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I need help...something is wrong with my left foot!

Posted by marie on 10/20/03 at 15:51 (134742)

When I took off my shoes and socks I noticed a strange growth right over my Tarsal Tunnel on my left foot. I have posted a photo. Please look at it and see what you think!

http://www.shutterfly.com/osi.jsp?i=67b0de21b350c888251a

best wishes marie

Re: I need help...something is wrong with my left foot!

nancy s. on 10/20/03 at 16:07 (134747)

what a gorgeous tumor!

bless you, marie, you made me laugh out loud!

thank you from nancy
.
p.s. you ought to sell those. i'd buy one. it's a far better-looking foot than either of mine.
.

Re: I need help...something is wrong with my left foot!

Suzanne D. on 10/20/03 at 20:14 (134762)

Marie, you got me! Here I was getting worried about what might be wrong with your foot! :D

Those socks would fit right into my wardrobe. Today I wore a white pair with ghosts, cats, and bats on them. I figure if I have to wear 'ugly' SAS tie-up shoes, I might as well wear cute socks!

Suzanne :)

Re: Something for my friends!

marie on 10/20/03 at 20:59 (134769)

Suzanne you may be intereted in this. Sometimes we don't realize the importance of friendship...how it helps us heal here, how it can change someone's life who feels desperate, in pain and alone! A part of healing we may have forgotten about but just as important. My nephew sent it to me today, he's a teacher in Plymouth MI. I am proud of him. He has cerebal Paulsey...makes my condition look like nothing...he also coaches seventh grade girls basketball....the team made it to the state finals. He is truely an inspiration to all. Please read!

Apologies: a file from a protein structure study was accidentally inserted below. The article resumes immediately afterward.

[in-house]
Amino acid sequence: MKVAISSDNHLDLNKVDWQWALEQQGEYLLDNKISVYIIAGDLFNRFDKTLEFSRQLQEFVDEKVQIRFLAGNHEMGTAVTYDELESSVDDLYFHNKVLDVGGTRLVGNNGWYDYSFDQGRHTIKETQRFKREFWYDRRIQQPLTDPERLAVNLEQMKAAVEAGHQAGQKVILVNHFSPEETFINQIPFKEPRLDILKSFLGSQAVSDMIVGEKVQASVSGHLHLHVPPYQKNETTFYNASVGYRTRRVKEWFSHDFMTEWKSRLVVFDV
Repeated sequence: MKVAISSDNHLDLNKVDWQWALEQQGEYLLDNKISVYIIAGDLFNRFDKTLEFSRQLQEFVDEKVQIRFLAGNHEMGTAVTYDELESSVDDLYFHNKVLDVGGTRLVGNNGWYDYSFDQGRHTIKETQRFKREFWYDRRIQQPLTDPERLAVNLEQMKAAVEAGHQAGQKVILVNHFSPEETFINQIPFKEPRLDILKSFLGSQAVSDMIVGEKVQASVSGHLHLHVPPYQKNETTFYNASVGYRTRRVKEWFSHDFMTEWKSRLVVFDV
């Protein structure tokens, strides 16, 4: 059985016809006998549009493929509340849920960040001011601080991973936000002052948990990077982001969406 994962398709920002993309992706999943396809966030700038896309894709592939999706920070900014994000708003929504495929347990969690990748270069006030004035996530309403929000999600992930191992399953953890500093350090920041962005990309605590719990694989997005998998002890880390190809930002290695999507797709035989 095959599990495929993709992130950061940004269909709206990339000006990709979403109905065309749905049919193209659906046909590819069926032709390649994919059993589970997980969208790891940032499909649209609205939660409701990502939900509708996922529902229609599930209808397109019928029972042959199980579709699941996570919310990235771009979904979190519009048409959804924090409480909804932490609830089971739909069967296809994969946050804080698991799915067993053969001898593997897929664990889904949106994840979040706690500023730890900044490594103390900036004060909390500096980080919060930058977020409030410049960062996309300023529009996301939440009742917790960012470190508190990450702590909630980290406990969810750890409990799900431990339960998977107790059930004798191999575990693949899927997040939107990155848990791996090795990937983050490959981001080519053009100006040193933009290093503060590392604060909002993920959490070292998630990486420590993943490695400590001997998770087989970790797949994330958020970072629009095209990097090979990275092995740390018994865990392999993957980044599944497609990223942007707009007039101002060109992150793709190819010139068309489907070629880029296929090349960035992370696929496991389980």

One day, when I was a freshman in high school, I saw
>> a kid from my class was walking home from school. His
>> name was Kyle. It looked like he was carrying all of his
>> books. I thought to myself, 'Why would anyone bring
>> home all his books on a Friday? He must really be a
>> nerd.'
>>
>> I had quite a weekend planned (parties and a football
>> game with my friends tomorrow afternoon), so I
>> shrugged my shoulders and went on.
>>
>> As I was walking, I saw a bunch of kids running toward
>> him. They ran at him, knocking all his books out of his
>> arms and tripping him so he landed in the dirt. His glasses
>> went flying, and I saw them land in the grass about ten
>> feet from him. He looked up and I saw this terrible
>> sadness in his eyes.
>>
>> My heart went out to him. So, I jogged over to him and
>> as he crawled around looking for his glasses, and I saw
>> a tear in his eye. As I handed him his glasses, I said,
>> 'Those guys are jerks. They really should get lives.' He
>>looked
>> at me and said, 'Hey thanks!' There was a big smile on his
>>face. It was one of those smiles that showed real gratitude.
>>
>> I helped him pick up his books, and asked him where
>> he lived. As it turned out, he lived near me, so I asked him
>> why I had never seen him before. He said he had gone to
>>private
>> school before now.
>>
>> I would have never hung out with a private school kid
>> before. We talked all the way home, and I carried some
>> of his books. He turned out to be a pretty cool kid. I
>> asked him if he wanted to play a little football with my
>> friends. He said yes. We hung out all weekend and the
>> more I got to know Kyle, the more I liked him, and my
>> friends thought the same of him.
>>
>> Monday morning came, and there was Kyle with the
>> huge stack of books again. I stopped him and said,
>> 'Boy, you are gonna really build some serious muscles
>> with this pile of books everyday!' He just laughed and
>> handed me half the books.
>>
>> Over the next four years, Kyle and I became best
>> friends. When we were seniors, we began to think
>> about college. Kyle decided on Georgetown, and I
>> was going to Duke. I knew that we would always be
>> friends, that the miles would never be a problem. He